[Details: I have LANG=en_GB.UTF-8 but also PANGO_LANGUAGE=en;ja to tell Pango to guess Japanese if it has to guess. I'll attach the result of running a firefox with FC_DEBUG=1 and looking at a sample page with problems; you can see it asking for a font with 'lang: "ja"' and getting back "WenQuanYi Zen Hei", so I don't think firefox is at fault here.]

  This seems to be because if we ask fontconfig for a "Sans" font for
  Japanese text it gives back the ttf-wqy-zenhei one instead:

  $ fc-match Sans:lang=ja
  wqy-zenhei.ttc: "WenQuanYi Zen Hei" "中等"

  I do have Japanese fonts installed:

  $ fc-list :lang=ja
  WenQuanYi Zen Hei Mono,文泉驛等寬正黑,文泉驿等宽正黑:style=Medium,中等
  Sazanami Mincho,さざなみ明朝:style=Mincho-Regular,Regular
  WenQuanYi Zen Hei,文泉驛正黑,文泉驿正黑:style=Medium,中等
  VL PGothic,VL Pゴシック:style=regular
  Sazanami Gothic,さざなみゴシック:style=Gothic-Regular,Regular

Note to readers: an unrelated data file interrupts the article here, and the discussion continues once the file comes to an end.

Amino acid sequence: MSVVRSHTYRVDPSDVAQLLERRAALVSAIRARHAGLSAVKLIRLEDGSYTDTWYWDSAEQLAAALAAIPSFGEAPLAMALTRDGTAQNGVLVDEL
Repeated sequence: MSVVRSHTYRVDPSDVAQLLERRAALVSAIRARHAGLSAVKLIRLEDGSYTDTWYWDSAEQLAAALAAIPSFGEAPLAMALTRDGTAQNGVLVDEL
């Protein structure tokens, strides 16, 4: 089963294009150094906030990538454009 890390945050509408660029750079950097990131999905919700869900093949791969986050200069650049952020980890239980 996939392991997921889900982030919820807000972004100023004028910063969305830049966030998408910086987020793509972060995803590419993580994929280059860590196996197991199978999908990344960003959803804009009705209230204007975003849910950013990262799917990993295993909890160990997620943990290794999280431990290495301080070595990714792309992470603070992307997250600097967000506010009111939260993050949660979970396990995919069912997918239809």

VL Gothic,VL ゴシック:style=regular

  (and if you don't ask for a Sans font you get back one of those:
  $ fc-match :lang=ja
  ttf-japanese-gothic.ttf: "VL Gothic" "regular"

  I think that if the application is asking for a font to display
  Japanese text in, then all Japanese fonts should be prioritised above
  any of the other CJK fonts...

  ProblemType: Bug
  Architecture: i386
  Date: Fri Feb 12 20:02:59 2010
  DistroRelease: Ubuntu 9.10
  Package: ttf-wqy-zenhei 0.8.38-1ubuntu1
  PackageArchitecture: all
   PATH=(custom, user)
  ProcVersionSignature: Ubuntu 2.6.31-17.54-generic
  SourcePackage: ttf-wqy-zenhei
  Uname: Linux 2.6.31-17-generic i686